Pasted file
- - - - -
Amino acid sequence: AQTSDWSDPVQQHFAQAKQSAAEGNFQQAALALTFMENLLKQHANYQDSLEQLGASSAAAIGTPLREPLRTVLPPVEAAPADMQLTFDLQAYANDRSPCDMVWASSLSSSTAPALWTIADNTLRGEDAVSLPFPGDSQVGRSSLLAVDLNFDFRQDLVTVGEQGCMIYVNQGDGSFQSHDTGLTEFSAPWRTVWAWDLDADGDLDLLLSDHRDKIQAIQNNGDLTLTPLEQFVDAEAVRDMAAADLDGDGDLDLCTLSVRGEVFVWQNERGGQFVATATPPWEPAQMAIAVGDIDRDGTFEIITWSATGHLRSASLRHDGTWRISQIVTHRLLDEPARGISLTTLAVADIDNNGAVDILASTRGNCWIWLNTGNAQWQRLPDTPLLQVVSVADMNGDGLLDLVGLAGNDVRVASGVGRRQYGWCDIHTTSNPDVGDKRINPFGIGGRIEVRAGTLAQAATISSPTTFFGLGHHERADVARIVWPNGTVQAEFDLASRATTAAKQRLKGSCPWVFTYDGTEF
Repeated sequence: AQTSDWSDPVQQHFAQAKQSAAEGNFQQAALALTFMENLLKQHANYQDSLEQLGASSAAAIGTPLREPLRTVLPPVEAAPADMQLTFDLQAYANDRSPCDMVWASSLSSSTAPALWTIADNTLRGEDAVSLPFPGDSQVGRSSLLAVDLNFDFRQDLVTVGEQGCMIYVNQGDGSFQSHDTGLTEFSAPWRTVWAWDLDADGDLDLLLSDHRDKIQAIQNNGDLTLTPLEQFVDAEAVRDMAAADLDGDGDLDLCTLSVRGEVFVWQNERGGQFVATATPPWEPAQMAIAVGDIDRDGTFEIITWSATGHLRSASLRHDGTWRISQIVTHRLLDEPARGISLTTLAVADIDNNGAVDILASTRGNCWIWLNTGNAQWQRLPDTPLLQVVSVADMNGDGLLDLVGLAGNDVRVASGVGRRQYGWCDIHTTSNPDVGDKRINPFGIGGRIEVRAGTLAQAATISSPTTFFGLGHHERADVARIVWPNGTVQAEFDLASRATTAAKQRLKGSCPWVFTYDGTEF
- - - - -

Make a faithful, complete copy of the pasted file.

Amino acid sequence: AQTSDWSDPVQQHFAQAKQSAAEGNFQQAALALTFMENLLKQHANYQDSLEQLGASSAAAIGTPLREPLRTVLPPVEAAPADMQLTFDLQAYANDRSPCDMVWASSLSSSTAPALWTIADNTLRGEDAVSLPFPGDSQVGRSSLLAVDLNFDFRQDLVTVGEQGCMIYVNQGDGSFQSHDTGLTEFSAPWRTVWAWDLDADGDLDLLLSDHRDKIQAIQNNGDLTLTPLEQFVDAEAVRDMAAADLDGDGDLDLCTLSVRGEVFVWQNERGGQFVATATPPWEPAQMAIAVGDIDRDGTFEIITWSATGHLRSASLRHDGTWRISQIVTHRLLDEPARGISLTTLAVADIDNNGAVDILASTRGNCWIWLNTGNAQWQRLPDTPLLQVVSVADMNGDGLLDLVGLAGNDVRVASGVGRRQYGWCDIHTTSNPDVGDKRINPFGIGGRIEVRAGTLAQAATISSPTTFFGLGHHERADVARIVWPNGTVQAEFDLASRATTAAKQRLKGSCPWVFTYDGTEF
Repeated sequence: AQTSDWSDPVQQHFAQAKQSAAEGNFQQAALALTFMENLLKQHANYQDSLEQLGASSAAAIGTPLREPLRTVLPPVEAAPADMQLTFDLQAYANDRSPCDMVWASSLSSSTAPALWTIADNTLRGEDAVSLPFPGDSQVGRSSLLAVDLNFDFRQDLVTVGEQGCMIYVNQGDGSFQSHDTGLTEFSAPWRTVWAWDLDADGDLDLLLSDHRDKIQAIQNNGDLTLTPLEQFVDAEAVRDMAAADLDGDGDLDLCTLSVRGEVFVWQNERGGQFVATATPPWEPAQMAIAVGDIDRDGTFEIITWSATGHLRSASLRHDGTWRISQIVTHRLLDEPARGISLTTLAVADIDNNGAVDILASTRGNCWIWLNTGNAQWQRLPDTPLLQVVSVADMNGDGLLDLVGLAGNDVRVASGVGRRQYGWCDIHTTSNPDVGDKRINPFGIGGRIEVRAGTLAQAATISSPTTFFGLGHHERADVARIVWPNGTVQAEFDLASRATTAAKQRLKGSCPWVFTYDGTEF